The Watercooler Guide to Tuca & Bertie

A sleeper hit with a cult following that’s grown across social media, the animated grown-up comedy starring Tiffany Haddish and Ali Wong drops its third season July 10th, 2022 — this time on HBO Max.

The clever one-of-a-kind show was canceled by Netflix before making an unlikely return on Adult Swim. Here’s what you need to know about the conversation around Tuca & Bertie.

What’s it about?

Tuca & Bertie follows the daily adventures of Tuca, an extroverted toucan voiced by ubiquitous comedian Tiffany Haddish, and Bertie, an anxious song thrush voiced by equally ubiquitous comedian Ali Wong. They’re thirtysomething best friends who are always there for each other, and they complement each other well because they’re so different. Newly sober and struggling with her dating life, Tuca is outgoing and fun, but she can be thoughtless and too much. Bertie is the responsible one, but she’s completely consumed with anxiety about everything, especially her job and her relationship with her boyfriend Speckle (voiced by Oscar nominee Steven Yeun). Tuca and Bertie always help each other out the best they can with whatever the other is going through.

That includes some heavy and complex topics, like workplace sexual harassment the victim didn’t realize was inappropriate until after the fact, with surprising nuance and well-crafted humor. It has the hyperactive feel of a ‘90s Nickelodeon cartoon like Rocko’s Modern Life, and it uses that style to tell stories about characters that are designed to be relevant for women who grew up watching Rocko’s, but are now adults facing the anxieties of adulthood. There’s no other show like it.

What’s the backstory?

Tuca & Bertie premiered in 2019 to rapturous critical praise (Season 1 has 98% positive score on Rotten Tomatoes) and adoration from fans who had been waiting for something like it – that is to say, an adult animated series unapologetically centered on women’s issues. Which is why it was a big surprise when Netflix canceled the show less than three months after it premiered. The negative reaction was swift and loud. Fans sprung into action with the trending hashtag #SaveTucaAndBertie, and critics like Variety’s Caroline Framke expressed disappointment that Netflix canceled a show that was stylistically and tonally unlike anything else on TV, and one of the only adult animated shows on TV created by a woman — while featuring two women of color as leads and executive producers.

Courtesy of Adult Swim

But the hashtag campaign seemed fruitless, and there was no news about Tuca & Bertie for almost a year. Then, unexpectedly, fans got the rescue they were hoping for in May 2020 when Adult Swim announced that it had picked up the show for a second season. Netflix is famous for rescuing canceled shows, but it’s very rare for a show canceled by Netflix to land somewhere else; One Day at a Time moving to PopTV for its final season is the only other time it’s happened.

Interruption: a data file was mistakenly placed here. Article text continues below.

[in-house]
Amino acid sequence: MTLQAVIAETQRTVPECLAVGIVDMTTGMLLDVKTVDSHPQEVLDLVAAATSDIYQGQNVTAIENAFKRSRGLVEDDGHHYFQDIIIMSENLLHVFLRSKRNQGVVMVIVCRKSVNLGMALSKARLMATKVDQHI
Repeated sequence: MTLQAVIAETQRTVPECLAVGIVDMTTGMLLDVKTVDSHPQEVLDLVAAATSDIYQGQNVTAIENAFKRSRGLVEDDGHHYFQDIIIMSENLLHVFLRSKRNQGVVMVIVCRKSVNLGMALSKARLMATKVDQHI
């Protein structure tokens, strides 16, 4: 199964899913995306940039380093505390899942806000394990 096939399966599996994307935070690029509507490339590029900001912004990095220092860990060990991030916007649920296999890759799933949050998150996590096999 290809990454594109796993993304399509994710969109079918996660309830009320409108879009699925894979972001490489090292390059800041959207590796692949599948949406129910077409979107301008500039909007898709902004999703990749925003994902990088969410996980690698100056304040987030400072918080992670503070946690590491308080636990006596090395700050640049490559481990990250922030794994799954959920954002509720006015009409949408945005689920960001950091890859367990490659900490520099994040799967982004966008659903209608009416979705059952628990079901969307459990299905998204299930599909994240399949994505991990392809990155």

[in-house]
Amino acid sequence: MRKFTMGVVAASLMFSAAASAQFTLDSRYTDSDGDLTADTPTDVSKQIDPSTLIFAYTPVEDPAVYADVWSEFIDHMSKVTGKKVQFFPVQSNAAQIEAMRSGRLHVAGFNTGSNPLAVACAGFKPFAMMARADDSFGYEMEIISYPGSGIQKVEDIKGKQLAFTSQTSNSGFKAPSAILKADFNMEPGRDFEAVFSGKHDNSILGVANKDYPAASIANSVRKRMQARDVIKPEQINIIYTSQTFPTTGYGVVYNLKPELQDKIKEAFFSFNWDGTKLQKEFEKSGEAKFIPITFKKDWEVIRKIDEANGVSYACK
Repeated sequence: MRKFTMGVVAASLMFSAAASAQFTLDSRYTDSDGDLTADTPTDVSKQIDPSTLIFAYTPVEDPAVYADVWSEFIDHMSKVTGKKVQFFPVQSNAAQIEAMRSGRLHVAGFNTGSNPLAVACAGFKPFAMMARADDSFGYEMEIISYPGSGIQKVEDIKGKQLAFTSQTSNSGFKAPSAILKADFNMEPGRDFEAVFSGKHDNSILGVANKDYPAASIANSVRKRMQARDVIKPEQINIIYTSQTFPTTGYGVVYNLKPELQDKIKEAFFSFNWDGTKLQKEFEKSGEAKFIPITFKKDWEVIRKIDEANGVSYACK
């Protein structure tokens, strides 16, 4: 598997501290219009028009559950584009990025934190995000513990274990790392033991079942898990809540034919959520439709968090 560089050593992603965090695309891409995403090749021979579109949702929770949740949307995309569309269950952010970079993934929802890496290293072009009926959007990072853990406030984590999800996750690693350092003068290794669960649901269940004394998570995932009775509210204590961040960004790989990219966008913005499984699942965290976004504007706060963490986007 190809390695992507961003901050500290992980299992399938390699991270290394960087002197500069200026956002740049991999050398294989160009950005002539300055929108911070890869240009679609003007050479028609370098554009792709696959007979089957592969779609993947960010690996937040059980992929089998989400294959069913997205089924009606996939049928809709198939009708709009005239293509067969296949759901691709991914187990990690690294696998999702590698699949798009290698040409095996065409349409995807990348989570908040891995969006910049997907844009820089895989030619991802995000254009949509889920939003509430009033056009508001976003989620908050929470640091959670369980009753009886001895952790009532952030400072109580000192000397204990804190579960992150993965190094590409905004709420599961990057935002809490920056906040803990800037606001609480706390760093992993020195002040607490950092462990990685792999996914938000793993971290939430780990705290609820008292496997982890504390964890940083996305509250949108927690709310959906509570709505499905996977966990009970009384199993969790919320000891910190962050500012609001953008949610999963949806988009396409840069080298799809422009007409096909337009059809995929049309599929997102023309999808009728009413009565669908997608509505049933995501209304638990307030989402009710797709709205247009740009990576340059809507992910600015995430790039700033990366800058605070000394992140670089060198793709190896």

Adult Swim is and isn’t the perfect home for Tuca & Bertie. On the one hand, it’s TV’s leading source of idiosyncratic adult animated series, which Tuca & Bertie is. On the other hand, it’s exactly the kind of boy’s club in the male-dominated world of adult animated television that Tuca & Bertie is a reaction to. In 2016, Splitsider noticed that Adult Swim’s lineup of shows at the time had 47 credited male creators and zero female creators. That’s finally changing, and now Adult Swim has what might be the most feminine adult animated comedy series ever made.

What are critics saying?

Like the first season, the second season is getting unanimous critical acclaim. It currently has a 100% rating on Rotten Tomatoes. “If Season 1 proved striking in how it balanced outrageous humor with profound personal truths, then Season 2 astounds in how deftly it blends and deepens both qualities, without ever settling for easy answers,” writes Indiewire’s Ben Travers.

Salon’s Melanie McFarland writes that Tuca & Bertie “demonstrates that shows created in and for the female gaze are inclusive and appealing to everybody – which was why there was such as outcry over Netflix’s premature cancellation of the show in the first place.” And The Hollywood Reporter’s Dan Fienberg summarizes the three things that make the show so vital: “Tuca & Bertie remains a unique blend of exuberant surrealism, cut-to-the-bone psychology and thoroughly relatable camaraderie,” he writes.

What are fans saying?

The show has a very active Reddit community, r/TucaAndBertie, and fans there are loving the first episode of Season 2, because even though it’s about cartoon birds, they see their own lives reflected in it in very specific ways. “Man as someone who is currently going through their own journey to find a therapist, this episode really resonated with me,” Redditor shmeepness writes. “I hope Bertie can find some long-term solutions to her anxiety.”

“As someone suffering from trichotillomania since the age of 12, this episode hit super hard,” user sooperdestroyer writes of a moment where Bertie pulls her feathers out due to stress. The show is exceptionally focused on and good at depicting what having anxiety is like, and people love it for it.

They also love it for the silly gags, like Tuca stealing a city bus and making all the passengers participate in a reality show where she picks who gets to go on a date with her. It’s pure Tiffany Haddish, and a nod to the show’s ability to contain multitudes.

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